Information & Instructions

Registration and right to study

Personal study plan

All new students are required to write a personal study plan in which they divide their intended studies into the two-year schedule. This is done under the guidance of the programme coordinator or programme secretary at the very beginning of the academic year.

Recognition of prior learning

Credit transfer refers to the recognition of studies, training, work experience or other similar competence as part of the student's pursued degree, study module or course. The forms of credit transfer are inclusion and substitution. Credit transfer is based on the learning outcomes defined in the curriculum.

Inclusion refers to the approval of a course or a study module completed in some other educational institution in the degree as such.
Substitution of studies means that a course or a study module included in the student's curriculum is replaced with a course or a study module of a corresponding content and level, or on the basis of other competence. Substitution must always be confirmed with the responsible teacher of the course that is being substituted.

If you have studies that you wish to include to your degree or studies that would substitute a course that is part of the degree, please discuss this first with the programme coordinator to check whether the studies are applicable to be used for the process of RLP.

Process at UEF Law School:
Application for the process of inclusion
Application for the process of substitution

The language of the programme

The language of the programme is English. Students are required to complete at least 80 % of the courses in English.

WebOodi and Lukari

Students can search for courses and familiarise themselves with course descriptions in WebOodi. Supervising professors, course material lists and examination dates, for example, are available in WebOodi. Examination dates are also available.
Link to WebOodi

Lukari is UEF's personal timetable service. With help of Lukari, students can create their own individual timetable.
Link to Lukari

Curriculum of the Faculty of Social Sciences and Business Studies

Course descriptions

Course descriptions specify what a student must do in order to earn credits from a course. Course requirements may include written examinations, practical exercises, class participation, a course diary, a term paper, an oral presentation or a combination of these. Some courses may have a range of possible credits to earn based on a combination of course options. The updated course descriptions of each course can be found in Weboodi.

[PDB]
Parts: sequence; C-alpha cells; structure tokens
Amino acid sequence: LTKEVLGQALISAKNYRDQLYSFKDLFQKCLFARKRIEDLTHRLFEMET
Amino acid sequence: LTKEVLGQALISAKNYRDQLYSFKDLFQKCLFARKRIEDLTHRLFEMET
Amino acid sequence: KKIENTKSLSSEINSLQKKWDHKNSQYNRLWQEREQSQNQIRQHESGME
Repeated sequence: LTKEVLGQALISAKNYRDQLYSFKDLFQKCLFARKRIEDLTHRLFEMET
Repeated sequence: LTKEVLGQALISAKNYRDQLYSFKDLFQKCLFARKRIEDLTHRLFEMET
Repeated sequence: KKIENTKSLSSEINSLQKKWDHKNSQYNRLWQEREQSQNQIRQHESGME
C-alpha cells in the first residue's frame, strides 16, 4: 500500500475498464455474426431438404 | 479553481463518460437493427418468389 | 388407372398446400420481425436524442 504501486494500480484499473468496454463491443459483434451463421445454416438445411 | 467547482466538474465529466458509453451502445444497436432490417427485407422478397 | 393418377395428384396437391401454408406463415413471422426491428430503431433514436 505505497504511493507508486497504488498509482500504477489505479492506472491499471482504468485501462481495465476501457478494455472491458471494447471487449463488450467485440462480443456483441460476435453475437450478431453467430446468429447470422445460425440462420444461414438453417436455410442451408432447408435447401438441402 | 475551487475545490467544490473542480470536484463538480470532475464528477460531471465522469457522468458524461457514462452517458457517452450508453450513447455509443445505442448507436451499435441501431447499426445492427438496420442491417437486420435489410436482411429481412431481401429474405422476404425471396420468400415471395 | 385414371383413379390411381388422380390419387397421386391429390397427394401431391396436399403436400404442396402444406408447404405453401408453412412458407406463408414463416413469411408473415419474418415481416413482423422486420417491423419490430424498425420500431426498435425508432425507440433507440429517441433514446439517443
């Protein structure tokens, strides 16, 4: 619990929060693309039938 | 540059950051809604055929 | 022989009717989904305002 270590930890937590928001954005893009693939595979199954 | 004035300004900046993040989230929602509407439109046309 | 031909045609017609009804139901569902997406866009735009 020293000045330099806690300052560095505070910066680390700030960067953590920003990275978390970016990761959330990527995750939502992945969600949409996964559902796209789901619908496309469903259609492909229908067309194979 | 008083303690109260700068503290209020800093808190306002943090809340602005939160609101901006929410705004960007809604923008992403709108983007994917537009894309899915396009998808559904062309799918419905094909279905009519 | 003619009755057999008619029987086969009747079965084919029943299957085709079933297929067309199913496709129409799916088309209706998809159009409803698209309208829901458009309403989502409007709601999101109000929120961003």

Courses can last for one semester or they may start at any time during the semester. In an intensive course, there can be six hours of lectures and/or laboratory exercises per day; in a less intensive course, formal meetings of two or four hours per week are common.

Academic freedom

Academic freedom is one of the fundamental values of the Finnish university system. It emphasises independent study and opens up many opportunities to students. In many cases students can basically choose what to study (such as elective studies, 20 credits) and when to study (such as every book exam, arranged two to four times per academic year.) Due to academic freedom it is not compulsory to participate in all lectures if that is not specified in the course description. Academic freedom goes hand-in-hand with academic responsibility – it is up to the students themselves to plan, schedule and complete their studies.


The Finnish national credit allocation and accumulation system is equivalent to the European Credit Transfer and Accumulation System (ECTS). This means that credits (opintopiste) are the same as those in the ECTS. One year of full-time studies requires about 1600 hours of work and corresponds to 60 credits (30 credits per semester). Lectures, exercises, seminars, independent studies and examinations have been included in this estimate of required workload of a student.

The grading of courses at the University of Eastern Finland follows two basic practices: 1) Pass or Fail, or 2) applying a numerical scale with grading from 0-5 (maximum) for passed courses.

Grade Definition

ECTS scale

Grading requirements

Very good
No number grade given

about 80–100 % of the maximum
about 72–79 % of the maximum
about 65–71 % of the maximum
about 58–64 % of the maximum
about 50–57 % of the maximum


Student Exchange for Degree Students

Students of Master´s Degree Programme can apply for exchange programmes (eg. Eramus and Nordplus). For more information of the possibilities and practicalities, please see the University's instructions for Student Exchange for International UEF Degree Students.

For more information, please contact Coordinator of International Affairs

Mia Kilpeläinen
Aurora II, room 2076, tel. +358 50 442 2631


Academic calendar (semesters, public holidays…)
Practical Guide for International Students
UEF Law School Writing Instructions for download (.pdf)